Top Turkish banker: Keep ties with IMF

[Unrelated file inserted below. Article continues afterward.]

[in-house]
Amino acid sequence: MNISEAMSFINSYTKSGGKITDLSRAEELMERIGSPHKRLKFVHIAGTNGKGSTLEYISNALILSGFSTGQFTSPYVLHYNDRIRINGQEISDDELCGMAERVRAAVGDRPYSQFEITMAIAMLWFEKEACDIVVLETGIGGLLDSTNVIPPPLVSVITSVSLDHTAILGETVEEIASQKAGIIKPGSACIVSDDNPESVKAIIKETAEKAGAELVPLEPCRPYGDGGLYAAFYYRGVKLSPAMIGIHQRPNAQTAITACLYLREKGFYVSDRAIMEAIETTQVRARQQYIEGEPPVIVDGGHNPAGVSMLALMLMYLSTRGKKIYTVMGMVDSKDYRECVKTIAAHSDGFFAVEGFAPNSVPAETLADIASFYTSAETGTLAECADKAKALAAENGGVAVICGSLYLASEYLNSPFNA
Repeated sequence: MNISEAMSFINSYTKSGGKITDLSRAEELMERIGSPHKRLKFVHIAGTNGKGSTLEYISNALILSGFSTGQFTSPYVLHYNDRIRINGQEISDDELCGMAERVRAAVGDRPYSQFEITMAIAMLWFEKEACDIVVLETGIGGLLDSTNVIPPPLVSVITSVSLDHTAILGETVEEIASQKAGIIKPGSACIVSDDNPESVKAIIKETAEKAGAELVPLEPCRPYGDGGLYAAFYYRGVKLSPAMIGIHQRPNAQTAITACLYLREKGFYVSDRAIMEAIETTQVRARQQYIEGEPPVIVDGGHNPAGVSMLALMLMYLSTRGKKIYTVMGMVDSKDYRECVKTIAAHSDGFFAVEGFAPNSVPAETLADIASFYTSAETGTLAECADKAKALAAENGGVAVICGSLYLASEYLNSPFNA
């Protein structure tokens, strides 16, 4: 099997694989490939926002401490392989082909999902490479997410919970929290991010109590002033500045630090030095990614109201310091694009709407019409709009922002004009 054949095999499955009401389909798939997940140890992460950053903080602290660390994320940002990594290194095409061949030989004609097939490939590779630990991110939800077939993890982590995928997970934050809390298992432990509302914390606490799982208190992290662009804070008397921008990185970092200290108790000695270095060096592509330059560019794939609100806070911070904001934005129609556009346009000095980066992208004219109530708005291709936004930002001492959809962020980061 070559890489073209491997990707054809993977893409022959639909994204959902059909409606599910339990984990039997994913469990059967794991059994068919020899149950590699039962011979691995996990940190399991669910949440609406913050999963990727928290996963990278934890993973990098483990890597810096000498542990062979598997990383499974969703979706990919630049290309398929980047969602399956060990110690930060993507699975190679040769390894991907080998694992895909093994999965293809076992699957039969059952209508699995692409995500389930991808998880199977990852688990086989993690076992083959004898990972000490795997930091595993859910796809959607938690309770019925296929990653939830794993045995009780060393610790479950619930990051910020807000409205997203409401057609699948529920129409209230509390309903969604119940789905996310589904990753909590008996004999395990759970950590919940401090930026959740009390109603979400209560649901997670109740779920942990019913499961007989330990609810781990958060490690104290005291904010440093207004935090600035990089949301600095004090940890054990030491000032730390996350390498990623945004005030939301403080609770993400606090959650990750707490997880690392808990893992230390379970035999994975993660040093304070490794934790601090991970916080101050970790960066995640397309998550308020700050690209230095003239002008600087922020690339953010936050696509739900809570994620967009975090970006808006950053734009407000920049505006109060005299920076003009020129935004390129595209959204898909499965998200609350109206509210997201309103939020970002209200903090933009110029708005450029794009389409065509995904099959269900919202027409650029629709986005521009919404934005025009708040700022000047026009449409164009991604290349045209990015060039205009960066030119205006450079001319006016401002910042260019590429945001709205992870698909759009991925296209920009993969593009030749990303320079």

ISTANBUL (Reuters) – Turkey’s relations with the International Monetary Fund should remain as «close as possible» after its $19 billion loan accord with the Fund expires next February, the central bank governor said. Financial markets have been unsettled in recent weeks in part because of uncertainty over future ties with the IMF. The government is expected to set out its plans for relations with the Fund in the next couple of months. Speaking at a tourism association dinner on Thursday evening, Sureyya Serdengecti, Turkey’s central bank governor, said: «We must continue on our path as close as possible to the IMF. I don’t see any reason to say ‘we have succeeded’ yet.» He said the IMF was important in terms of increasing the confidence of domestic and international markets in Turkey amid hopes that it will win a date from the European Union at the end of this year to start membership talks. «If we do not get a date from the EU, we have to continue with the IMF for the sake of (maintaining) confidence because in that case, Turkey’s risk premium will increase,» he said. Turkey’s economy has recovered strongly from a 2001 financial crisis and chronic high inflation has been slashed under the standby program with the Fund. However, Prime Minister Recep Tayyip Erdogan unsettled markets last week when he said Ankara could ease back from a key IMF-backed target, the budget primary surplus. Subsequently, he made a pledge to preserve fiscal discipline. Serdengecti said the current account deficit was expected to widen further in March and April, but the risks presented by this were lower than in the past because of high central bank foreign exchange reserves. The deficit swelled more than expected to $2.8 billion in the first two months of the year. The official 2004 target is $7.6 billion. The central banker also said there could be temporary divergence from the inflation target because of high agricultural prices and foreign factors but these would not affect official 2004 goals. «The year-end target is 12 percent and there is no reason to change that at the moment,» he said.

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